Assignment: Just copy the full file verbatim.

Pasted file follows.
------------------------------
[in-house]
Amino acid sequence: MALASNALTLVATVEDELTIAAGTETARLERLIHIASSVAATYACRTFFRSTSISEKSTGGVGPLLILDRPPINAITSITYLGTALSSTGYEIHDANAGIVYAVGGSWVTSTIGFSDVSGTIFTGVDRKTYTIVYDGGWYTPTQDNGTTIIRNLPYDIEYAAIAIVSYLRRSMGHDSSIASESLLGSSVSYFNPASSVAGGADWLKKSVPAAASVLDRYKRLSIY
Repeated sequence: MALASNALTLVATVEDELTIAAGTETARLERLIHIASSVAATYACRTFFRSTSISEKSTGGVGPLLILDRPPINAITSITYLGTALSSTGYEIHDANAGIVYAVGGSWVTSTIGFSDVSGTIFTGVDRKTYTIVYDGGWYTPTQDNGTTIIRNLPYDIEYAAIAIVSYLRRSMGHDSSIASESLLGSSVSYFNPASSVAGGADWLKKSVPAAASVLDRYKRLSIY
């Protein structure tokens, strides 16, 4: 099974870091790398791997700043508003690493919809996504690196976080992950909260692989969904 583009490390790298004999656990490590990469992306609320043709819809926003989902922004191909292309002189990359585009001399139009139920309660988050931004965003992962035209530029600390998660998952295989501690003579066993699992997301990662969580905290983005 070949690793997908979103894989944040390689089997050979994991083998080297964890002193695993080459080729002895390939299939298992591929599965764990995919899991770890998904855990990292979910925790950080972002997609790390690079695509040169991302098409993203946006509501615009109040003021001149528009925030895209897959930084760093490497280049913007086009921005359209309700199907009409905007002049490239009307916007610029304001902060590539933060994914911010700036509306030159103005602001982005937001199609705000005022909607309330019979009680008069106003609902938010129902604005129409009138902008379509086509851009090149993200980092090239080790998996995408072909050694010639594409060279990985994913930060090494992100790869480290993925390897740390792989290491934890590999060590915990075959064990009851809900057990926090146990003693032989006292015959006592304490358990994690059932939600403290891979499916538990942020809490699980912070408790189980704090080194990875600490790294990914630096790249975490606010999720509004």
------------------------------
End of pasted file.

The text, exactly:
[in-house]
Amino acid sequence: MALASNALTLVATVEDELTIAAGTETARLERLIHIASSVAATYACRTFFRSTSISEKSTGGVGPLLILDRPPINAITSITYLGTALSSTGYEIHDANAGIVYAVGGSWVTSTIGFSDVSGTIFTGVDRKTYTIVYDGGWYTPTQDNGTTIIRNLPYDIEYAAIAIVSYLRRSMGHDSSIASESLLGSSVSYFNPASSVAGGADWLKKSVPAAASVLDRYKRLSIY
Repeated sequence: MALASNALTLVATVEDELTIAAGTETARLERLIHIASSVAATYACRTFFRSTSISEKSTGGVGPLLILDRPPINAITSITYLGTALSSTGYEIHDANAGIVYAVGGSWVTSTIGFSDVSGTIFTGVDRKTYTIVYDGGWYTPTQDNGTTIIRNLPYDIEYAAIAIVSYLRRSMGHDSSIASESLLGSSVSYFNPASSVAGGADWLKKSVPAAASVLDRYKRLSIY
């Protein structure tokens, strides 16, 4: 099974870091790398791997700043508003690493919809996504690196976080992950909260692989969904 583009490390790298004999656990490590990469992306609320043709819809926003989902922004191909292309002189990359585009001399139009139920309660988050931004965003992962035209530029600390998660998952295989501690003579066993699992997301990662969580905290983005 070949690793997908979103894989944040390689089997050979994991083998080297964890002193695993080459080729002895390939299939298992591929599965764990995919899991770890998904855990990292979910925790950080972002997609790390690079695509040169991302098409993203946006509501615009109040003021001149528009925030895209897959930084760093490497280049913007086009921005359209309700199907009409905007002049490239009307916007610029304001902060590539933060994914911010700036509306030159103005602001982005937001199609705000005022909607309330019979009680008069106003609902938010129902604005129409009138902008379509086509851009090149993200980092090239080790998996995408072909050694010639594409060279990985994913930060090494992100790869480290993925390897740390792989290491934890590999060590915990075959064990009851809900057990926090146990003693032989006292015959006592304490358990994690059932939600403290891979499916538990942020809490699980912070408790189980704090080194990875600490790294990914630096790249975490606010999720509004």